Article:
View Full Version : First Grind

04-16-2003, 09:57 AM
I'm grinding my first hollow grind tonight on my first knife which is a drop point hunter 7 3/4 inches long. I would like to hear some good advise and some do's and don'ts. I need input PLEASE !!!.

GW :)

Ray Rogers
04-16-2003, 10:39 AM
There have been quite a few threads on the subject of hollow grinding. Use the blue Search button at the top of the screen to find them.

If you haven't done it before, I would recommend that you practice on some scrap steel first. Hollow grinding takes practice.

Here's the basics:

1. Mark a center line on the edge of your profiled blade

2. Use an old belt on your grinder. With the edge down, grind the square corner off the knife's edge down close to the center line. This will help prevent the sharp corner of the steel from shaving the grit off a new belt

3. Put on a new belt. Now, with the edge up and your elbows tucked into your sides for control make the plunge cut near where you want it. Don't cut all the way to the centerline and don't plunge all the way back (at the ricasso). You'll move the plunge back a little as you go successively throught finer and finer grits.

4. When you have held the plunge cut, move forward towards the tip of the blade. Try to stay in one place long enough to make a hollow 'dent' that you can feel. Don't let things get too hot. Don't worry about it being too nice and even at this point. Do the plung on both sides of the blade.

5. Working a little on one side and then the other keep grinding that initial groove, working your way towards the spine. Sway your body to move along the edge. Don't go all the way to the place where you want your final grind line to be with the coarse belt. Be careful not to cut all the way to the center line.

6. When the hollow part has all the metal removed that you want to remove and the grind line is pretty good, switch to a finer belt. Work your way up to the grind line and in towards the center line. Finer and finer until you get where you want to be.

Don't go too fast or try to take too much metal at one time. Practice, practice, practice...

Jamey Saunders
04-16-2003, 11:05 AM
Here are some threads you will find helpful:

The best advice I have is: Practice.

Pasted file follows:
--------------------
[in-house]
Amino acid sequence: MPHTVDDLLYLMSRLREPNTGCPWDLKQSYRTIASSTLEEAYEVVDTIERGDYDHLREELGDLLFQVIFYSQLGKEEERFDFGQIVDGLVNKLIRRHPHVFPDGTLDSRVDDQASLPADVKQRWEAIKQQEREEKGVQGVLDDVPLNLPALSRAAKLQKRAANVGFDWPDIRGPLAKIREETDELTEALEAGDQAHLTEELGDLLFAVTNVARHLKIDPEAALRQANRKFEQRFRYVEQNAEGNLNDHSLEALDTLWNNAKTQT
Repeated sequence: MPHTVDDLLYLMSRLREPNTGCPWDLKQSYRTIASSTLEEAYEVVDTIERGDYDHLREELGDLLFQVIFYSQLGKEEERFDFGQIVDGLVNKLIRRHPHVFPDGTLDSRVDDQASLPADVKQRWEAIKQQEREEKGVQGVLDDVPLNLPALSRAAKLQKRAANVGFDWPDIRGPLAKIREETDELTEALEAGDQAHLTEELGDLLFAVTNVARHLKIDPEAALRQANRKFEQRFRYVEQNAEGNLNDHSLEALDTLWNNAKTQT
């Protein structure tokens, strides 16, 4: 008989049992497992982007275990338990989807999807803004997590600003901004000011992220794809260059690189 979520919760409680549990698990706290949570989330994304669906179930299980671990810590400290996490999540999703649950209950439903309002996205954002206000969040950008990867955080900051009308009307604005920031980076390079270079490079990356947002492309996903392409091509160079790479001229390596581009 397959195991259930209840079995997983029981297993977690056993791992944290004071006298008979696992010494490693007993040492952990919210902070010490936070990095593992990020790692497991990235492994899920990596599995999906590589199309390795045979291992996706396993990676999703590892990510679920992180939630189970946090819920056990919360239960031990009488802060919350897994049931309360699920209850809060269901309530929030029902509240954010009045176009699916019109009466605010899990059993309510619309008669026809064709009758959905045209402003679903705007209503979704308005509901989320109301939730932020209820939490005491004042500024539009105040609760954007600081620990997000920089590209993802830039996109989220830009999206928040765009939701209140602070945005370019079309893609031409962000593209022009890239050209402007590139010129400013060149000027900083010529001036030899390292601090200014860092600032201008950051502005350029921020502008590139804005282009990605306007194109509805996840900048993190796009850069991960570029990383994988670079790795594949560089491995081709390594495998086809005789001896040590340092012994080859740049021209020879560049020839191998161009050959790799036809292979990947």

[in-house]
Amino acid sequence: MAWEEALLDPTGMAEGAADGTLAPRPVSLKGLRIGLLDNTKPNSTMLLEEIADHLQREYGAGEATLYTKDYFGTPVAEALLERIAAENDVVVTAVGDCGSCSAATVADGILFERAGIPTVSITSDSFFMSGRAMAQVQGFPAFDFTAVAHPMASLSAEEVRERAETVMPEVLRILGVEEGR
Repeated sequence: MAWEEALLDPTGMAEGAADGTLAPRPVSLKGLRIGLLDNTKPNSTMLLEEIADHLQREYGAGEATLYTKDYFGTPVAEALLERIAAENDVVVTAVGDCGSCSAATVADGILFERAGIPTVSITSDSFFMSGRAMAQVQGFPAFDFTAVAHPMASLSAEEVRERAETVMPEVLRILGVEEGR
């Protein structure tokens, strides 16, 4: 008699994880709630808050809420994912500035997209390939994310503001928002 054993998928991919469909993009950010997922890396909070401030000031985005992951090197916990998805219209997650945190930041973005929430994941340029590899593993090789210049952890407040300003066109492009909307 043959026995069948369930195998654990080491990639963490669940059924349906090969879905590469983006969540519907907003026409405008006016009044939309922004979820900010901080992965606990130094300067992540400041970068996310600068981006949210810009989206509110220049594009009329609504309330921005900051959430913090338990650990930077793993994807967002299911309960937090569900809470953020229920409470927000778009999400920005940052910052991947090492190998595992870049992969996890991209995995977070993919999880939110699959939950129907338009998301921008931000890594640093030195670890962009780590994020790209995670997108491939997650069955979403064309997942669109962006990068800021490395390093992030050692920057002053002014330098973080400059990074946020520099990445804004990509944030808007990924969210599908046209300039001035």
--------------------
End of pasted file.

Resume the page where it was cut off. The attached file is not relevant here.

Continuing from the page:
Get some wood and practice on that first. It's cheap. When you have the hang of grinding on the wood, get some cheap weld steel from Home Depot or Lowes and practice on that. Once you have the hang of grinding on metal, try grinding your blade. Be prepared to screw up your first few blades. Happens to everyone. Still happens to me, and I've been doing it for ten years.

And welcome to the CKDF!

C L Wilkins
04-17-2003, 03:55 AM
There is a knife club in the area that meets over in Deer Park on the first Wednesday of every month. It may be worth looking in to. Ask the folks at TKS about the details and contact information.


04-17-2003, 09:57 AM
Thanks Craig! I will look into that.


04-17-2003, 10:34 AM
Well I read all the threads on hollow grinds and got some responses from you good gentlemen. So I went home from work and started grinding. i made my plunge cuts on both side and I was sceptical at first if I was doing it right. I continued grinding and then I " fell in the grove" and things started looking better. I was aproaching the wheel slowly each time on both sides and from time to time things got a little weird but nothing that couldn't be remedied in a couple more grinds. One thing I didn't notice was that I had put one heck of a taper from the ricasso to the tip. I started correcting this problem and I thought I might could have saved it but the blade got to thin towards the end and it was evident at this point that this was going to be my first contribution tomy scrap pile. I had to accept that my first knife was going to be a failure, but that's ok. I read back over all the old threads again and the responses I got yesterday and they make more since now. I'm still not exactly sure where i went wrong but I am looking forward to trying again.


Ray Rogers
04-17-2003, 03:27 PM

I'm not sure where you went wrong either but I'll bet it was about the same place where we all went wrong when we did our first hollow grind. Sometimes, we still go wrong there.

Hollow grinding is the best example I can think of for learning by doing. It really is true when we say 'practice, practice, practice'. You can talk to 100 experts, read books, watch videos, even visit someone's shop to try to absorb the theory of how it's done but you'll learn more in the first hour of trying to do it yourself than from all the rest .....

C L Wilkins
04-17-2003, 04:39 PM
If it got too thin on the tip, just make a shorter blade. You could also put it down and a year or so later you'll pick it up, look at it and finish the'll have a bunch in the scrap heap like I do!